Like all " modern human beings," Anthony Weiner's got issues. Unfortunately, he's also got a constituency.
With colleagues and fellow New Yorkers of both the Democratic and Republican variety raking him over the coals in the wake of his embarrassing twicpic scandal, the congressman has announced that he is taking a "leave of absence" to seek treatment.
Unsurprisingly, he did not make his announcement via Twitter.
"Congressman Weiner departed this morning to seek professional treatment to focus on becoming a better husband and healthier person," spokeswoman Risa Heller said in a statement. "In light of that, he will request a short leave of absence from the House of Representatives so that he can get evaluated and map out a course of treatment to make himself well. Congressman Weiner takes the views of his colleagues very seriously and has determined that he needs this time to get healthy and make the best decision possible for himself, his family and his constituents."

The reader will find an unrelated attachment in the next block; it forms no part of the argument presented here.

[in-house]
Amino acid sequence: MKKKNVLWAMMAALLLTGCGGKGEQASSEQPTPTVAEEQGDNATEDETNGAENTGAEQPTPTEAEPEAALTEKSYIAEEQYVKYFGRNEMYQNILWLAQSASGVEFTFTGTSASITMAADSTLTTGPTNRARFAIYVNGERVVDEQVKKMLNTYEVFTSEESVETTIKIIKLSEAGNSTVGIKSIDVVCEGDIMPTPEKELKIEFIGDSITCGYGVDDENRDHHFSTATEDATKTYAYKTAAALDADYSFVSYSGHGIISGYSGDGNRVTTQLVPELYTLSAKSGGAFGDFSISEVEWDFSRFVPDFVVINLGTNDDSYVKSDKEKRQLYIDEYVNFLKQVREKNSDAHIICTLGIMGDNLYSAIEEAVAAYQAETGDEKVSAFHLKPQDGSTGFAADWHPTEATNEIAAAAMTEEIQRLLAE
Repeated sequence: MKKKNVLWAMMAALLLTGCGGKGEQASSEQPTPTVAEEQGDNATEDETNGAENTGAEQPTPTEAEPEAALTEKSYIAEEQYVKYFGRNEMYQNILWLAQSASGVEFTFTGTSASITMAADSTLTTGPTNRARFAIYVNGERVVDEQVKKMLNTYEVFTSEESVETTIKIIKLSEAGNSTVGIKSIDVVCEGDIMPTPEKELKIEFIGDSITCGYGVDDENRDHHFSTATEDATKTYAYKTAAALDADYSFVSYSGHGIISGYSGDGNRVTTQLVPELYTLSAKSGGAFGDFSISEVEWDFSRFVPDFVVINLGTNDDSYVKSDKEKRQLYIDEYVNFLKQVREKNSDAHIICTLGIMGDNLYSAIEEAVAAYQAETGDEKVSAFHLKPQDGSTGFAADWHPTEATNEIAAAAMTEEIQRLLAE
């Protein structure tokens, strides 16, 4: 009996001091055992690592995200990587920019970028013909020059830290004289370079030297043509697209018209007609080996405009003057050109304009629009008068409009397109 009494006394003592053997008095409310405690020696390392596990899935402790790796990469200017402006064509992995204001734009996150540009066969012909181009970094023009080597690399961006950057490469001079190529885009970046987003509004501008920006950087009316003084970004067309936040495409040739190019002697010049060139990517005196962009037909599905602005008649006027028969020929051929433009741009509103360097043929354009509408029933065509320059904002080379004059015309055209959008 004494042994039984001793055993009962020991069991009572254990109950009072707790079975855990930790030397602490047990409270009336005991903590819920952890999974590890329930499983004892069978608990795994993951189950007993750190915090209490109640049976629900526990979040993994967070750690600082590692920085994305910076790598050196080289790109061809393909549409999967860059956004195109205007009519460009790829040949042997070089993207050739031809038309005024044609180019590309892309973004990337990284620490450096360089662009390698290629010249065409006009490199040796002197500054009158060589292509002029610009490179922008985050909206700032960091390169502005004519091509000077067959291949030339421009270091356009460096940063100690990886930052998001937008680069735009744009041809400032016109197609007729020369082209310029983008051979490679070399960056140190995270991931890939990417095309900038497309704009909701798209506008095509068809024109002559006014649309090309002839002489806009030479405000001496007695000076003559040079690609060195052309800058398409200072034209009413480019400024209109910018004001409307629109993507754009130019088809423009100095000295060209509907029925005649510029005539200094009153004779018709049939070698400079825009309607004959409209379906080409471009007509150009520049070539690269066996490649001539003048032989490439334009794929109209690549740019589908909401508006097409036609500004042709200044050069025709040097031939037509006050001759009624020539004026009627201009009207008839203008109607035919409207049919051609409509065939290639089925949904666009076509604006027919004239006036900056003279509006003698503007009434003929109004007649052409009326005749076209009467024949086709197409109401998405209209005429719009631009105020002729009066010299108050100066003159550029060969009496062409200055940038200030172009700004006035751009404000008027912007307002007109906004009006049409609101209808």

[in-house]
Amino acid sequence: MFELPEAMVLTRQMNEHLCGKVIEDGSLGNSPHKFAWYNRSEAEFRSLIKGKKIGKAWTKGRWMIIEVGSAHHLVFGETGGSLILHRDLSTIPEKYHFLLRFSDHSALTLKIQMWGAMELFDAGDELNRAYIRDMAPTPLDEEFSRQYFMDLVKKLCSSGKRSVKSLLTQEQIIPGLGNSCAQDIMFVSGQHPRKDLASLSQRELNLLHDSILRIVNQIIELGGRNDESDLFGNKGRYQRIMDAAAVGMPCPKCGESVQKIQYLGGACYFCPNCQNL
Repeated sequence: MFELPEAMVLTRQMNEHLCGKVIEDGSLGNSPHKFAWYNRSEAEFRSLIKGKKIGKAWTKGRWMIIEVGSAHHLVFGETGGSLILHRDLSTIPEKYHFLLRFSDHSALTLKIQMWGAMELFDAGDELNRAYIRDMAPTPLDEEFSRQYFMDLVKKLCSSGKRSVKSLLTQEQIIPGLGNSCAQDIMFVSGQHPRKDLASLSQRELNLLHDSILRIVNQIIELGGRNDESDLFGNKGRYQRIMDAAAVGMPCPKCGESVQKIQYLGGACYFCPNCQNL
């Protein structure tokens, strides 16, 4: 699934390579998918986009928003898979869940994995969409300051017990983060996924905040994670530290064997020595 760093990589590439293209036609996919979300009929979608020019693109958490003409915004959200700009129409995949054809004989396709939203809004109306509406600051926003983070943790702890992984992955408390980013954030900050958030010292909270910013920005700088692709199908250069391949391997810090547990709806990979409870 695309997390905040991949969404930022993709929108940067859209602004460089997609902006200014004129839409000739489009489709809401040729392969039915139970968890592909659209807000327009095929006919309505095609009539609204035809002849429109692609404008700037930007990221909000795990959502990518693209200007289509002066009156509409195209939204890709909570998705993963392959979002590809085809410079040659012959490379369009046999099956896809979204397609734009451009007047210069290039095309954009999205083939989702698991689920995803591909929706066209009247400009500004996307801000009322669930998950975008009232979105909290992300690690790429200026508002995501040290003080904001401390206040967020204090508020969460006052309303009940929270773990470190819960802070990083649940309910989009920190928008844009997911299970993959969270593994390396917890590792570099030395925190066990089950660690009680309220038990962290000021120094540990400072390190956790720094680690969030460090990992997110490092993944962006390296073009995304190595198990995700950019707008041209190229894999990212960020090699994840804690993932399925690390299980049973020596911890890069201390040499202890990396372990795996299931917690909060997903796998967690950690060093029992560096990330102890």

No word on the nature of the treatment, but we're getting a Tiger Woods-Jesse James vibe. We're hoping at the very least, however, that there's some sort of Twittervention.
The seven-term congressman's reputation quickly unraveled over the last two weeks after conservative blogger Andrew Breitbart (tipped off by an online group called #bornfreecrew that discovered the link) broke the news that Weiner had tweeted a link to a picture of his privates to a 21-year-old woman in Washington state (and that there was more where that came from). Weiner at first claimed that his Twitter account had been hacked, causing the pic to go public, but ultimately admitted to his stupidity a few days later.
His downfall continued when, according to the New York Times, House minority leader Nancy Pelosi, along with several other prominent Democrats, called on Weiner to resign and seek psychiatric counseling.
"Congressman Weiner has the love of his family, the confidence of his constituents, and the recognition that he needs help," Pelosi said in a statement. "I urge Congressman Weiner to seek that help without the pressures of being a member of Congress."
"The behavior he has exhibited is indefensible and Rep. Weiner's continued service in Congress is untenable," added Rep. Debbie Wasserman Schultz of Florida.
Making matters far more untenable, Weiner and wife Huma Abedin will celebrate (or at least acknowledge) their first wedding anniversary on July 10.
(Originally published Jun. 11, 2011, at 2:00 p.m. PT)